A recent report by the International Labour Organisation (ILO) has concluded that the higher the number of employees covered by a collective agreement, the lower the wage differences. Moreover, it reinforced existing evidence that collective bargaining – the process of voluntary negotiation between one or more employers (or their organisations) and one or more workers’ organisations – can effectively reduce wage inequality, whether in an enterprise, sector or industry. The report also concluded that collective bargaining was important in mitigating the impact of the Covid-19 crisis

These conclusions are the main findings of the Social Dialogue Report 2022: Collective bargaining for an inclusive, sustainable and resilient recovery which is based on a review carried out across 80 countries at different levels of economic development and the legal and regulatory frameworks in 125 countries.

However, the underlying factor of this debate hinges on trade union membership. There can be no collective bargaining if workers do not enrol in a workers’ organisation. This consideration is of huge relevance to the Maltese context, in the wake of the challenges being faced by workers, especially those on low-income who are most prone to exploitation.  This is the point which UHM Voice of the Workers has been harping on for a number of years. During the recent Workers’ Day conference, UHM CEO Josef Vella noted that one of the solutions in the fight against abuses and precarious employment was ‘protective’ trade union enrolment. Such provision should not apply across the board for we do not believe in a one-size-fits-all approach. However, it is an undeniable fact that there are categories of workers who will never be able to join the union of their choice unless there is some sort of outside intervention. The construction industry is a case in point.

Is not it very bizarre that in Malta there is no single construction industry employee who is a trade union member, despite the fact that this is one of the riskiest jobs on the market? How come no construction worker has ever wondered to join a union in an attempt to step up efforts to improve occupational health and safety? The same applies, albeit not to the same degree, to other categories such as platform workers, cleaners and securities to mention a few.  This is why UHM is advocating a rather paternalistic approach through the ‘protective’ union membership for low-income workers. Given that there were no qualms in being paternalistic to increase female MPs through the quota mechanism, why should vulnerable workers be treated any differently.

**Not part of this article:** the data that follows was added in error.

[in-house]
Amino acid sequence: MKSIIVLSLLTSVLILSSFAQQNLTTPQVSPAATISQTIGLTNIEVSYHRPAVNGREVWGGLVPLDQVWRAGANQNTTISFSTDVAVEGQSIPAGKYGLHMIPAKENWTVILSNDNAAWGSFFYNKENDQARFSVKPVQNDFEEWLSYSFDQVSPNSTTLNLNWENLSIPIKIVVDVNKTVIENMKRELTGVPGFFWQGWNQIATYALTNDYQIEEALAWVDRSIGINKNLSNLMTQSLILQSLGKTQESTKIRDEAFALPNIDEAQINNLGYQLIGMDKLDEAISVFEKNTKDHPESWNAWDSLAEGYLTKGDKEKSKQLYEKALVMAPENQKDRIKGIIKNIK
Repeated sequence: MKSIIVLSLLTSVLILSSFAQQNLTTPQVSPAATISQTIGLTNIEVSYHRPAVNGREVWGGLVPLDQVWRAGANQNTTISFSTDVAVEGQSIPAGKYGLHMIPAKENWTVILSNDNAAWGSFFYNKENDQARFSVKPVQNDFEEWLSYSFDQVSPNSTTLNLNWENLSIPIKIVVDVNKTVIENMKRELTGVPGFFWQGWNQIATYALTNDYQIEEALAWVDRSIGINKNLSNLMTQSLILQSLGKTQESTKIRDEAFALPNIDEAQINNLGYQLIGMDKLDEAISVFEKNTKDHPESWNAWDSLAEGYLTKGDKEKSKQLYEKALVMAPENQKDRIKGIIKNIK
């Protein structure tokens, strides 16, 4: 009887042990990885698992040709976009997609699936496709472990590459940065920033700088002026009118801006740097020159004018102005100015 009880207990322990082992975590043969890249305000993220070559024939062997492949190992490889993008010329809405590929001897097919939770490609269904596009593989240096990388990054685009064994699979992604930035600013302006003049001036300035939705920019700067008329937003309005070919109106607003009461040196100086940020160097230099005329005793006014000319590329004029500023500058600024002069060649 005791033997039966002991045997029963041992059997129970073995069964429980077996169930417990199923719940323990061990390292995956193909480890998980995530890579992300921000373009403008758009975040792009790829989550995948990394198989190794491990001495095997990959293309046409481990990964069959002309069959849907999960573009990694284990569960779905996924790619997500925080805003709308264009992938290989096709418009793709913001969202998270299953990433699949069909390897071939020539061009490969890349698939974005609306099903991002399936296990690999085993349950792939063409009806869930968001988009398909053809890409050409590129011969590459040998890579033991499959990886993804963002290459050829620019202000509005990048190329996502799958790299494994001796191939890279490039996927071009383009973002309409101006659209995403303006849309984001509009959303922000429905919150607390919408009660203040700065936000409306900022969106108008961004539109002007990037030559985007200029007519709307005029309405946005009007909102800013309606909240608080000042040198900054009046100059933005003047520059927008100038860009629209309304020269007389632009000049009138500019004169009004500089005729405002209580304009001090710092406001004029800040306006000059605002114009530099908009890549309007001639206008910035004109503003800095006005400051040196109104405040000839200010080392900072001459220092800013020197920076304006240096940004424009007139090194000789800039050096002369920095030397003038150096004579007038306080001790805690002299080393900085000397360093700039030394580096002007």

In this regard, the government – which is by far Malta’s largest employer – should be leading by example. UHM CEO Josef Vella has called for the implementation of the protective trade union membership principle among private contractors servicing public entities through the outsourcing agreements. Once, these employees are free to join a trade union of their choice, they will start benefit from collective bargaining and hence start addressing the ongoing discrimination whereby workers doing the same exact job are being paid differently.  Such a step would not only be in line with government’s manifesto in favour of strengthening trade union membership, social dialogue and collective bargaining, but most importantly it would be a significant step forward for vulnerable workers.